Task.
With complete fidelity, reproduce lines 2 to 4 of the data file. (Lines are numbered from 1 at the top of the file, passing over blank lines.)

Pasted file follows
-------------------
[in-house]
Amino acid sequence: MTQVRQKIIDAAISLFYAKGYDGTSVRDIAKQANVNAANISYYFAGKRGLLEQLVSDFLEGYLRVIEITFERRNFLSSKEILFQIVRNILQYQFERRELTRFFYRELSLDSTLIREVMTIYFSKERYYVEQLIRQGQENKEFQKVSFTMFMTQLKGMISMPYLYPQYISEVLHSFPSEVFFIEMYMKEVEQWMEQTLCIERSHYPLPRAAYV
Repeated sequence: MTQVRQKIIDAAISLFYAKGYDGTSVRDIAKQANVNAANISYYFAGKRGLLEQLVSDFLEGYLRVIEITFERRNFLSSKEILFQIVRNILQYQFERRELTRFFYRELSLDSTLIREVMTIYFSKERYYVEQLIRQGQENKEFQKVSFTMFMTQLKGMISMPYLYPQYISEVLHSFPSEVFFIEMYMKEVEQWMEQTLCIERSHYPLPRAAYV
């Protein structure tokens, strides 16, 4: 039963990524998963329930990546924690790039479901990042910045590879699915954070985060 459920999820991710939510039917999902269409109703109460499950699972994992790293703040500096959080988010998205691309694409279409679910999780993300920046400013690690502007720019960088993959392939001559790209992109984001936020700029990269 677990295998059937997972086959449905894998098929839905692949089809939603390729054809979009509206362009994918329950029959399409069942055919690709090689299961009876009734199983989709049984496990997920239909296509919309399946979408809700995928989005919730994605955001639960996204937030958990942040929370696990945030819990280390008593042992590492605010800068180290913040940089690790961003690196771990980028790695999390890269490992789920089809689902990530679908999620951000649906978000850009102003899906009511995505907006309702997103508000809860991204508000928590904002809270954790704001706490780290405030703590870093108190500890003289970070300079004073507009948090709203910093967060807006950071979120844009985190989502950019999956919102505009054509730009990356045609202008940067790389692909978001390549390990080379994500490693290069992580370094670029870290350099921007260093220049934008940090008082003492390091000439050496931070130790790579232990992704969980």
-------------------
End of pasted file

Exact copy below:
Amino acid sequence: MTQVRQKIIDAAISLFYAKGYDGTSVRDIAKQANVNAANISYYFAGKRGLLEQLVSDFLEGYLRVIEITFERRNFLSSKEILFQIVRNILQYQFERRELTRFFYRELSLDSTLIREVMTIYFSKERYYVEQLIRQGQENKEFQKVSFTMFMTQLKGMISMPYLYPQYISEVLHSFPSEVFFIEMYMKEVEQWMEQTLCIERSHYPLPRAAYV
Repeated sequence: MTQVRQKIIDAAISLFYAKGYDGTSVRDIAKQANVNAANISYYFAGKRGLLEQLVSDFLEGYLRVIEITFERRNFLSSKEILFQIVRNILQYQFERRELTRFFYRELSLDSTLIREVMTIYFSKERYYVEQLIRQGQENKEFQKVSFTMFMTQLKGMISMPYLYPQYISEVLHSFPSEVFFIEMYMKEVEQWMEQTLCIERSHYPLPRAAYV
């Protein structure tokens, strides 16, 4: 039963990524998963329930990546924690790039479901990042910045590879699915954070985060 459920999820991710939510039917999902269409109703109460499950699972994992790293703040500096959080988010998205691309694409279409679910999780993300920046400013690690502007720019960088993959392939001559790209992109984001936020700029990269 677990295998059937997972086959449905894998098929839905692949089809939603390729054809979009509206362009994918329950029959399409069942055919690709090689299961009876009734199983989709049984496990997920239909296509919309399946979408809700995928989005919730994605955001639960996204937030958990942040929370696990945030819990280390008593042992590492605010800068180290913040940089690790961003690196771990980028790695999390890269490992789920089809689902990530679908999620951000649906978000850009102003899906009511995505907006309702997103508000809860991204508000928590904002809270954790704001706490780290405030703590870093108190500890003289970070300079004073507009948090709203910093967060807006950071979120844009985190989502950019999956919102505009054509730009990356045609202008940067790389692909978001390549390990080379994500490693290069992580370094670029870290350099921007260093220049934008940090008082003492390091000439050496931070130790790579232990992704969980």